BOSTON (CBS) – One of the most interesting findings of the WBZ-TV, WBZ NewsRadio, UMass Amherst Poll was the partisan gap in responses to the question: What issue is most important to your vote?
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Both Republicans (20%) and Democrats (17%) felt the economy and jobs were important. Among Democrats, those issues were number one by a wide margin. But Republicans place slightly more emphasis on immigration (23%) and homeland security (23%).
In a way, this makes perfect sense.
Immigration issues have been a third rail of Massachusetts politics for three decades; older readers may recall the insurgent 1990 Democratic gubernatorial candidacy of then-BU President John Silber, who questioned why people from “warm climates” were flocking to Massachusetts and answered his own question by labeling the state a “welfare magnet.”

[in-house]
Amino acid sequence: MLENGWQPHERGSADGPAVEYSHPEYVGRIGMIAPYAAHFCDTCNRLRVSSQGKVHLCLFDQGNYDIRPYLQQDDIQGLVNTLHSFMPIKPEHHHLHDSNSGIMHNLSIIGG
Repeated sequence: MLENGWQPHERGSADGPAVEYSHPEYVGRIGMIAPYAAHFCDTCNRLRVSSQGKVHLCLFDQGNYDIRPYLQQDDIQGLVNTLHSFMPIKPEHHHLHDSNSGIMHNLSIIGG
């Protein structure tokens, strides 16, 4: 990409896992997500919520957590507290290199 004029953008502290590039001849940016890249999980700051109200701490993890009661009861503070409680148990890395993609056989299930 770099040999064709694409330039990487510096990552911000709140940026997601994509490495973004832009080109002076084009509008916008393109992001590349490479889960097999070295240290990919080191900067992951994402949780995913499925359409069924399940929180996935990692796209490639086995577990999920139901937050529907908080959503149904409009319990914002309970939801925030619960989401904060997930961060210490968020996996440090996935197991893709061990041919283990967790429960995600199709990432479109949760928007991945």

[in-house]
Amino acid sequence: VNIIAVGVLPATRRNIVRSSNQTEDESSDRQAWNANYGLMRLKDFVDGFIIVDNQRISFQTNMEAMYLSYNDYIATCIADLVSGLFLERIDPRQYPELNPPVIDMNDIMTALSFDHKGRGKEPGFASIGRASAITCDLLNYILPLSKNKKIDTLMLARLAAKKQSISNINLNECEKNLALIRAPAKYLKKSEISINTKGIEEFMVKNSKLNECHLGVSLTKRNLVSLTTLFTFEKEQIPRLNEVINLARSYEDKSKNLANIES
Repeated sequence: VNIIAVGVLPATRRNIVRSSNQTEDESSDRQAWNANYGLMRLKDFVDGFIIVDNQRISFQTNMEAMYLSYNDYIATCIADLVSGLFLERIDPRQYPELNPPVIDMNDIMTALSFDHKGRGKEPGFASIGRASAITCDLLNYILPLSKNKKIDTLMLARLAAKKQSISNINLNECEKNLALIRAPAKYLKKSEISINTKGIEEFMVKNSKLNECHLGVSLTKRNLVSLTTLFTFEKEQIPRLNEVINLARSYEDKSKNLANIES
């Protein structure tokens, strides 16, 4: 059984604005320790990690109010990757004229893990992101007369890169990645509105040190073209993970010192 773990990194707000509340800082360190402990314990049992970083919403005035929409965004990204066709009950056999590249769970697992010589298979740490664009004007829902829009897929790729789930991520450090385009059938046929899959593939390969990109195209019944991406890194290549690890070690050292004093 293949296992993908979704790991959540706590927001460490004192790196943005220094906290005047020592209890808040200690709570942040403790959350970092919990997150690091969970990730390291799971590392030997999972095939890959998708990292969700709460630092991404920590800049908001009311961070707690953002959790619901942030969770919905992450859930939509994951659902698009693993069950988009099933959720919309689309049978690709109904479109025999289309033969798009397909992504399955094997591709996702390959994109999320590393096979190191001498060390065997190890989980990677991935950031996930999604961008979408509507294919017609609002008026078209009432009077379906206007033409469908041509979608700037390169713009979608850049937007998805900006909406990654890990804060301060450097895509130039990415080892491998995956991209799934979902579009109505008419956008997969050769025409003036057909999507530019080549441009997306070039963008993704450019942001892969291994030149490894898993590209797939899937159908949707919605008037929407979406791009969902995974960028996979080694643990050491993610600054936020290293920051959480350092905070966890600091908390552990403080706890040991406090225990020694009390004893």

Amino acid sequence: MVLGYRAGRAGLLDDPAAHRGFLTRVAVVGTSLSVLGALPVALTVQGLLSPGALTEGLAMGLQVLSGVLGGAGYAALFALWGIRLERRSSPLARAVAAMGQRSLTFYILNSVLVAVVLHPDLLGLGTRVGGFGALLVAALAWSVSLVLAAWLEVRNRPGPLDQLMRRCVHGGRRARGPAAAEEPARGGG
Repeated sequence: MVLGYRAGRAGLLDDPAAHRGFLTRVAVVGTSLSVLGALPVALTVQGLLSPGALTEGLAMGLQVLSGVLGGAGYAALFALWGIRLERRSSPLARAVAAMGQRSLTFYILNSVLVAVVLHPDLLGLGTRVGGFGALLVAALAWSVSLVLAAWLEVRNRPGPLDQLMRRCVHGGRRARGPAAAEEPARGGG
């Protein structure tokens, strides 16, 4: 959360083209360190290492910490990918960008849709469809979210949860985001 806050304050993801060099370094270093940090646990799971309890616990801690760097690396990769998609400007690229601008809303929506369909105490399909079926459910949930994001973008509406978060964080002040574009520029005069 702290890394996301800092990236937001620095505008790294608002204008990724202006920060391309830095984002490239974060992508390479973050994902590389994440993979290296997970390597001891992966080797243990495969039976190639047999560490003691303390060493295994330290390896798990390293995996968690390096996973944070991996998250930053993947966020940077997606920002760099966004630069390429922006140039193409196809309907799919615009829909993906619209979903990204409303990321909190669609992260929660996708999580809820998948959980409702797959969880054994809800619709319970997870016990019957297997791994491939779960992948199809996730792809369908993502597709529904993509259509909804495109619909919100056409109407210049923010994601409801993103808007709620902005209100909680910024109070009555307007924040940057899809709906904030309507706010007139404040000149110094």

Democrats, by contrast, don’t seem to care; the four percent who cited it were half the number who mentioned health care, social issues and the federal deficit.
As for homeland security, it shouldn’t be too surprising that barely three years after the Boston Marathon murders, the terror threat is taken seriously here. In fact, we asked all registered voters how worried they were about a terrorist attack on the US, and 72% said they were very (29%) or somewhat (43%) worried about that.
If anything, the surprise is that Democratic likely voters care so little about it (4%).
Our poll offers other signs of the yawning red/blue divide.
Nine percent of Democrats cited income inequality as their most important issue; less than one percent of Republicans did the same.
And one finding makes you wonder about a gap between what the chattering classes and regular folks think is a big issue. Fresh off two weeks of vigorous hype of the controversy over the open Supreme Court seat and how it should be filled, only one percent of Democrats and Republicans mentioned it.